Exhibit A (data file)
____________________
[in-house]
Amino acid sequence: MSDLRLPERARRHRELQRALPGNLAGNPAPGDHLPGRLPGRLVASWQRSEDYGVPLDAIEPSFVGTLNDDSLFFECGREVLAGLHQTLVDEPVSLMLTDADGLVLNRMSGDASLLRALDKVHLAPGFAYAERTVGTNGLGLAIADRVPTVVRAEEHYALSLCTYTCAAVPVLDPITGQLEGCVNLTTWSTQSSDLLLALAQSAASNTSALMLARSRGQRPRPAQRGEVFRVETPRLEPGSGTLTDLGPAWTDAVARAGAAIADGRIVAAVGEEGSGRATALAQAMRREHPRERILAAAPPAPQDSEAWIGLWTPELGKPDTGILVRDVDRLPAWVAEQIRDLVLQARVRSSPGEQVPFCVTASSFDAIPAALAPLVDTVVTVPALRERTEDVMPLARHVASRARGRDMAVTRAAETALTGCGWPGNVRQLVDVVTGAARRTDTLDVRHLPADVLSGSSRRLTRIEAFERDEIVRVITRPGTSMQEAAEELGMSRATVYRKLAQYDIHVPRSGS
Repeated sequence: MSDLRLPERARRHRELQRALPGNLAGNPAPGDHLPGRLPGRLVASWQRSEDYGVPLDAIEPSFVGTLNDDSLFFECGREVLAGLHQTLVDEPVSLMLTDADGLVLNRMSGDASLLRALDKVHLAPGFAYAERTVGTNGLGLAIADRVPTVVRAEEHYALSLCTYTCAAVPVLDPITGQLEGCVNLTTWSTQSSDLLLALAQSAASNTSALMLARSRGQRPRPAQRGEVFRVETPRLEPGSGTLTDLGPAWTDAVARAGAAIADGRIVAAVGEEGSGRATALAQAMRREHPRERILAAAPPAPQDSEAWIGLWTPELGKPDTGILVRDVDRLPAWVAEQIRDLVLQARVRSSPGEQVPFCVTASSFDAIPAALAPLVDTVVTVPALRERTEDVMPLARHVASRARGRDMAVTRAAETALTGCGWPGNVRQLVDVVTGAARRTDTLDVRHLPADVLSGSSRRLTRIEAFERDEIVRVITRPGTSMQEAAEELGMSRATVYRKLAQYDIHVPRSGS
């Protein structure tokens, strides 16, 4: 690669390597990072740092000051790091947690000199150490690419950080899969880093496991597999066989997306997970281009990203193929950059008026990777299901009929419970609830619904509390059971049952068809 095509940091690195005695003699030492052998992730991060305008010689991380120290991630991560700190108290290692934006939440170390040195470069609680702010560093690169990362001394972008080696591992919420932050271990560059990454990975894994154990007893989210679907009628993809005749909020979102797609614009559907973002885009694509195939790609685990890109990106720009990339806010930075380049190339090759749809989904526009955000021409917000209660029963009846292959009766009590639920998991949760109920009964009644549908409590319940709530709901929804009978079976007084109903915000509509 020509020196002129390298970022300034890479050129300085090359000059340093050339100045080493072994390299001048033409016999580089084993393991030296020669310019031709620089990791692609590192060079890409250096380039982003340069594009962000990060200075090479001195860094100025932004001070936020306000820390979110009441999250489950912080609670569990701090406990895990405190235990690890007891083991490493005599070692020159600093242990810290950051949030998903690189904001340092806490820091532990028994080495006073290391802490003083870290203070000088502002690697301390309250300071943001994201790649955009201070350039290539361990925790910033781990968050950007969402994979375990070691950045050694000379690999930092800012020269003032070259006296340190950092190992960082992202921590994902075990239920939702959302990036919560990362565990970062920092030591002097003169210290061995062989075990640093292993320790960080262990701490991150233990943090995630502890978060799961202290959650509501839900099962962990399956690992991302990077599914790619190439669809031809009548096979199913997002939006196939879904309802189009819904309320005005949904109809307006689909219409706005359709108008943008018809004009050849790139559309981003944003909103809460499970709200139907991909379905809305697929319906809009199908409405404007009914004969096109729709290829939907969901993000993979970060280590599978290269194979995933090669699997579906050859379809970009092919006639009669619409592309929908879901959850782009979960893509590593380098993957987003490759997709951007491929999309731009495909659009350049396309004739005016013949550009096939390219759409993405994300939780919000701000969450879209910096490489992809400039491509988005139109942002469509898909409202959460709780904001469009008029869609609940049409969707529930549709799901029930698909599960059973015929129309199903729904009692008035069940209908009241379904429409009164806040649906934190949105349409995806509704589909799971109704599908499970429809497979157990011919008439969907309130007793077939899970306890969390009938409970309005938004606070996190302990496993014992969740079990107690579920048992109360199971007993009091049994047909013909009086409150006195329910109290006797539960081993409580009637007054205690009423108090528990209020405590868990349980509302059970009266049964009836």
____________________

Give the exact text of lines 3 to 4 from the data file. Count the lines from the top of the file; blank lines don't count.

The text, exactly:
Repeated sequence: MSDLRLPERARRHRELQRALPGNLAGNPAPGDHLPGRLPGRLVASWQRSEDYGVPLDAIEPSFVGTLNDDSLFFECGREVLAGLHQTLVDEPVSLMLTDADGLVLNRMSGDASLLRALDKVHLAPGFAYAERTVGTNGLGLAIADRVPTVVRAEEHYALSLCTYTCAAVPVLDPITGQLEGCVNLTTWSTQSSDLLLALAQSAASNTSALMLARSRGQRPRPAQRGEVFRVETPRLEPGSGTLTDLGPAWTDAVARAGAAIADGRIVAAVGEEGSGRATALAQAMRREHPRERILAAAPPAPQDSEAWIGLWTPELGKPDTGILVRDVDRLPAWVAEQIRDLVLQARVRSSPGEQVPFCVTASSFDAIPAALAPLVDTVVTVPALRERTEDVMPLARHVASRARGRDMAVTRAAETALTGCGWPGNVRQLVDVVTGAARRTDTLDVRHLPADVLSGSSRRLTRIEAFERDEIVRVITRPGTSMQEAAEELGMSRATVYRKLAQYDIHVPRSGS
């Protein structure tokens, strides 16, 4: 690669390597990072740092000051790091947690000199150490690419950080899969880093496991597999066989997306997970281009990203193929950059008026990777299901009929419970609830619904509390059971049952068809 095509940091690195005695003699030492052998992730991060305008010689991380120290991630991560700190108290290692934006939440170390040195470069609680702010560093690169990362001394972008080696591992919420932050271990560059990454990975894994154990007893989210679907009628993809005749909020979102797609614009559907973002885009694509195939790609685990890109990106720009990339806010930075380049190339090759749809989904526009955000021409917000209660029963009846292959009766009590639920998991949760109920009964009644549908409590319940709530709901929804009978079976007084109903915000509509 020509020196002129390298970022300034890479050129300085090359000059340093050339100045080493072994390299001048033409016999580089084993393991030296020669310019031709620089990791692609590192060079890409250096380039982003340069594009962000990060200075090479001195860094100025932004001070936020306000820390979110009441999250489950912080609670569990701090406990895990405190235990690890007891083991490493005599070692020159600093242990810290950051949030998903690189904001340092806490820091532990028994080495006073290391802490003083870290203070000088502002690697301390309250300071943001994201790649955009201070350039290539361990925790910033781990968050950007969402994979375990070691950045050694000379690999930092800012020269003032070259006296340190950092190992960082992202921590994902075990239920939702959302990036919560990362565990970062920092030591002097003169210290061995062989075990640093292993320790960080262990701490991150233990943090995630502890978060799961202290959650509501839900099962962990399956690992991302990077599914790619190439669809031809009548096979199913997002939006196939879904309802189009819904309320005005949904109809307006689909219409706005359709108008943008018809004009050849790139559309981003944003909103809460499970709200139907991909379905809305697929319906809009199908409405404007009914004969096109729709290829939907969901993000993979970060280590599978290269194979995933090669699997579906050859379809970009092919006639009669619409592309929908879901959850782009979960893509590593380098993957987003490759997709951007491929999309731009495909659009350049396309004739005016013949550009096939390219759409993405994300939780919000701000969450879209910096490489992809400039491509988005139109942002469509898909409202959460709780904001469009008029869609609940049409969707529930549709799901029930698909599960059973015929129309199903729904009692008035069940209908009241379904429409009164806040649906934190949105349409995806509704589909799971109704599908499970429809497979157990011919008439969907309130007793077939899970306890969390009938409970309005938004606070996190302990496993014992969740079990107690579920048992109360199971007993009091049994047909013909009086409150006195329910109290006797539960081993409580009637007054205690009423108090528990209020405590868990349980509302059970009266049964009836």